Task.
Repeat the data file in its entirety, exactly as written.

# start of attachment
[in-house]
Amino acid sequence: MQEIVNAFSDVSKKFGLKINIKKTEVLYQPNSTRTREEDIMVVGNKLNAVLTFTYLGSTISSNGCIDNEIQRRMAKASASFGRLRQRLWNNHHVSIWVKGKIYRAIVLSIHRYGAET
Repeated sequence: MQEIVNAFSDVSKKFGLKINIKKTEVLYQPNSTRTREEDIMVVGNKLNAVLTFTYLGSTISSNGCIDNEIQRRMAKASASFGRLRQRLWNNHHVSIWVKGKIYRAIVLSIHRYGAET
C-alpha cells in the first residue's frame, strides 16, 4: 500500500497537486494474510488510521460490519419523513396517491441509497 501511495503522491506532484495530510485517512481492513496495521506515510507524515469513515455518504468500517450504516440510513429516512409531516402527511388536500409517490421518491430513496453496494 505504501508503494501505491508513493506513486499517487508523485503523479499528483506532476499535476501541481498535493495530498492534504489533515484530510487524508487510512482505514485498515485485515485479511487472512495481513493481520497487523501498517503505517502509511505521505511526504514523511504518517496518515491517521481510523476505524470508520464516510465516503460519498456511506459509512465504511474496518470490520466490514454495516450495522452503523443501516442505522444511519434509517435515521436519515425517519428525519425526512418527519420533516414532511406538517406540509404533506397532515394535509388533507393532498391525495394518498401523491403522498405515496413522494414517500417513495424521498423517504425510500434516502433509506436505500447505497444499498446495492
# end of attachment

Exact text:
[in-house]
Amino acid sequence: MQEIVNAFSDVSKKFGLKINIKKTEVLYQPNSTRTREEDIMVVGNKLNAVLTFTYLGSTISSNGCIDNEIQRRMAKASASFGRLRQRLWNNHHVSIWVKGKIYRAIVLSIHRYGAET
Repeated sequence: MQEIVNAFSDVSKKFGLKINIKKTEVLYQPNSTRTREEDIMVVGNKLNAVLTFTYLGSTISSNGCIDNEIQRRMAKASASFGRLRQRLWNNHHVSIWVKGKIYRAIVLSIHRYGAET
C-alpha cells in the first residue's frame, strides 16, 4: 500500500497537486494474510488510521460490519419523513396517491441509497 501511495503522491506532484495530510485517512481492513496495521506515510507524515469513515455518504468500517450504516440510513429516512409531516402527511388536500409517490421518491430513496453496494 505504501508503494501505491508513493506513486499517487508523485503523479499528483506532476499535476501541481498535493495530498492534504489533515484530510487524508487510512482505514485498515485485515485479511487472512495481513493481520497487523501498517503505517502509511505521505511526504514523511504518517496518515491517521481510523476505524470508520464516510465516503460519498456511506459509512465504511474496518470490520466490514454495516450495522452503523443501516442505522444511519434509517435515521436519515425517519428525519425526512418527519420533516414532511406538517406540509404533506397532515394535509388533507393532498391525495394518498401523491403522498405515496413522494414517500417513495424521498423517504425510500434516502433509506436505500447505497444499498446495492